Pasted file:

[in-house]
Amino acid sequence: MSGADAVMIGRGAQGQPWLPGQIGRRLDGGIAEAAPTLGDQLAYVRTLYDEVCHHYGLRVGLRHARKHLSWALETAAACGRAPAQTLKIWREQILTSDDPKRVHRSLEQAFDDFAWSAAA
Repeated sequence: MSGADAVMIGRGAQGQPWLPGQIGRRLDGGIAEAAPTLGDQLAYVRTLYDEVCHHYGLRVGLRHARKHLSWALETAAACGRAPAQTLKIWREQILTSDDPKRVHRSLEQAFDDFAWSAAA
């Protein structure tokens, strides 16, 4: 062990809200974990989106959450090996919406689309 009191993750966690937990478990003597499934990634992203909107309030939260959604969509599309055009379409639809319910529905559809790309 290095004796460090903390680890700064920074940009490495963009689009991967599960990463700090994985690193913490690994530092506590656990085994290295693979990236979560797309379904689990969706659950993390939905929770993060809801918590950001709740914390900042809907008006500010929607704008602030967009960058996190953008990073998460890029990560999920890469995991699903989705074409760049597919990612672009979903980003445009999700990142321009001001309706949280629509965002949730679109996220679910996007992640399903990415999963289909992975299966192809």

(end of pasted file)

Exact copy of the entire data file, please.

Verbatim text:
[in-house]
Amino acid sequence: MSGADAVMIGRGAQGQPWLPGQIGRRLDGGIAEAAPTLGDQLAYVRTLYDEVCHHYGLRVGLRHARKHLSWALETAAACGRAPAQTLKIWREQILTSDDPKRVHRSLEQAFDDFAWSAAA
Repeated sequence: MSGADAVMIGRGAQGQPWLPGQIGRRLDGGIAEAAPTLGDQLAYVRTLYDEVCHHYGLRVGLRHARKHLSWALETAAACGRAPAQTLKIWREQILTSDDPKRVHRSLEQAFDDFAWSAAA
């Protein structure tokens, strides 16, 4: 062990809200974990989106959450090996919406689309 009191993750966690937990478990003597499934990634992203909107309030939260959604969509599309055009379409639809319910529905559809790309 290095004796460090903390680890700064920074940009490495963009689009991967599960990463700090994985690193913490690994530092506590656990085994290295693979990236979560797309379904689990969706659950993390939905929770993060809801918590950001709740914390900042809907008006500010929607704008602030967009960058996190953008990073998460890029990560999920890469995991699903989705074409760049597919990612672009979903980003445009999700990142321009001001309706949280629509965002949730679109996220679910996007992640399903990415999963289909992975299966192809």